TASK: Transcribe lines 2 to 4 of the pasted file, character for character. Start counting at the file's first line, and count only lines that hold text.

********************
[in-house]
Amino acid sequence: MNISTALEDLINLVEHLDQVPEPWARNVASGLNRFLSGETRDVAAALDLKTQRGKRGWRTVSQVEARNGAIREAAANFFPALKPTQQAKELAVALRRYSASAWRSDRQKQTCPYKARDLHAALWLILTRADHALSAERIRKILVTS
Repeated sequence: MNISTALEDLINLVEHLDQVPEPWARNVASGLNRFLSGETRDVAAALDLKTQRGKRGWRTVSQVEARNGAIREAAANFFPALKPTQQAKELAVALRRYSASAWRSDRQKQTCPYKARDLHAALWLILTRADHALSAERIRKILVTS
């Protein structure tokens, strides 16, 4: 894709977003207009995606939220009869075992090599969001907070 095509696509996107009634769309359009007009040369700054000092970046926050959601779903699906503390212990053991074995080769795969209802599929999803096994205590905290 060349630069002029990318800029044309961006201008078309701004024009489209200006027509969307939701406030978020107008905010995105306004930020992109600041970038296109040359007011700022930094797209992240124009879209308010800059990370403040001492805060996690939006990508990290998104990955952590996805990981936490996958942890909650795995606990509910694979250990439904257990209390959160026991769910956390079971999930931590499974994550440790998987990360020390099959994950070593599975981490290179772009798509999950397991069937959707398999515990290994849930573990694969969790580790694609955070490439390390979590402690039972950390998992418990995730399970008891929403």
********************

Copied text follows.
Amino acid sequence: MNISTALEDLINLVEHLDQVPEPWARNVASGLNRFLSGETRDVAAALDLKTQRGKRGWRTVSQVEARNGAIREAAANFFPALKPTQQAKELAVALRRYSASAWRSDRQKQTCPYKARDLHAALWLILTRADHALSAERIRKILVTS
Repeated sequence: MNISTALEDLINLVEHLDQVPEPWARNVASGLNRFLSGETRDVAAALDLKTQRGKRGWRTVSQVEARNGAIREAAANFFPALKPTQQAKELAVALRRYSASAWRSDRQKQTCPYKARDLHAALWLILTRADHALSAERIRKILVTS
């Protein structure tokens, strides 16, 4: 894709977003207009995606939220009869075992090599969001907070 095509696509996107009634769309359009007009040369700054000092970046926050959601779903699906503390212990053991074995080769795969209802599929999803096994205590905290 060349630069002029990318800029044309961006201008078309701004024009489209200006027509969307939701406030978020107008905010995105306004930020992109600041970038296109040359007011700022930094797209992240124009879209308010800059990370403040001492805060996690939006990508990290998104990955952590996805990981936490996958942890909650795995606990509910694979250990439904257990209390959160026991769910956390079971999930931590499974994550440790998987990360020390099959994950070593599975981490290179772009798509999950397991069937959707398999515990290994849930573990694969969790580790694609955070490439390390979590402690039972950390998992418990995730399970008891929403």